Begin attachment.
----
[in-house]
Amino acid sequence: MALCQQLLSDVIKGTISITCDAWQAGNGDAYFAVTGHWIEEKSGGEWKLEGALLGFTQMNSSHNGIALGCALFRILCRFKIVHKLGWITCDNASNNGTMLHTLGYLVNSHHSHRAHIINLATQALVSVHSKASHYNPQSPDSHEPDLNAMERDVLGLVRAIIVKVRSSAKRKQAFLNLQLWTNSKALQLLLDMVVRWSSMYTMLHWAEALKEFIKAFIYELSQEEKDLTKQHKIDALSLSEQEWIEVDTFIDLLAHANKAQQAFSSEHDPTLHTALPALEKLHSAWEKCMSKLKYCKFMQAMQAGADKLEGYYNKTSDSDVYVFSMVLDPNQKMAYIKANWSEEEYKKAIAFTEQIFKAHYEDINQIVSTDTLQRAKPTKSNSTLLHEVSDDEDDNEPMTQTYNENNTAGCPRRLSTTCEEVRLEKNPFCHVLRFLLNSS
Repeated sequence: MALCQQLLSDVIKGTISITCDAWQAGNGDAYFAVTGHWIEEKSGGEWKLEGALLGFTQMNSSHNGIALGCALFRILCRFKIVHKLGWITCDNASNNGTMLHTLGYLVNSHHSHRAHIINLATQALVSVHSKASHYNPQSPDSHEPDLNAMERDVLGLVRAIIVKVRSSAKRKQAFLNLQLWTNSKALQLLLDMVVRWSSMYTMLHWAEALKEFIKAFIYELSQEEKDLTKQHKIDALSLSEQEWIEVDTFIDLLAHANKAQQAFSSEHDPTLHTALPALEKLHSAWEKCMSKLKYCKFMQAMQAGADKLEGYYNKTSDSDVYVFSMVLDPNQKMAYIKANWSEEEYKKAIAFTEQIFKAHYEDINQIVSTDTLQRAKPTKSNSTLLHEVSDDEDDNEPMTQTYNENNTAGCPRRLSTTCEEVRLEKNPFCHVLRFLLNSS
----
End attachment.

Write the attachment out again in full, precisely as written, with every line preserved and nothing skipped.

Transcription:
[in-house]
Amino acid sequence: MALCQQLLSDVIKGTISITCDAWQAGNGDAYFAVTGHWIEEKSGGEWKLEGALLGFTQMNSSHNGIALGCALFRILCRFKIVHKLGWITCDNASNNGTMLHTLGYLVNSHHSHRAHIINLATQALVSVHSKASHYNPQSPDSHEPDLNAMERDVLGLVRAIIVKVRSSAKRKQAFLNLQLWTNSKALQLLLDMVVRWSSMYTMLHWAEALKEFIKAFIYELSQEEKDLTKQHKIDALSLSEQEWIEVDTFIDLLAHANKAQQAFSSEHDPTLHTALPALEKLHSAWEKCMSKLKYCKFMQAMQAGADKLEGYYNKTSDSDVYVFSMVLDPNQKMAYIKANWSEEEYKKAIAFTEQIFKAHYEDINQIVSTDTLQRAKPTKSNSTLLHEVSDDEDDNEPMTQTYNENNTAGCPRRLSTTCEEVRLEKNPFCHVLRFLLNSS
Repeated sequence: MALCQQLLSDVIKGTISITCDAWQAGNGDAYFAVTGHWIEEKSGGEWKLEGALLGFTQMNSSHNGIALGCALFRILCRFKIVHKLGWITCDNASNNGTMLHTLGYLVNSHHSHRAHIINLATQALVSVHSKASHYNPQSPDSHEPDLNAMERDVLGLVRAIIVKVRSSAKRKQAFLNLQLWTNSKALQLLLDMVVRWSSMYTMLHWAEALKEFIKAFIYELSQEEKDLTKQHKIDALSLSEQEWIEVDTFIDLLAHANKAQQAFSSEHDPTLHTALPALEKLHSAWEKCMSKLKYCKFMQAMQAGADKLEGYYNKTSDSDVYVFSMVLDPNQKMAYIKANWSEEEYKKAIAFTEQIFKAHYEDINQIVSTDTLQRAKPTKSNSTLLHEVSDDEDDNEPMTQTYNENNTAGCPRRLSTTCEEVRLEKNPFCHVLRFLLNSS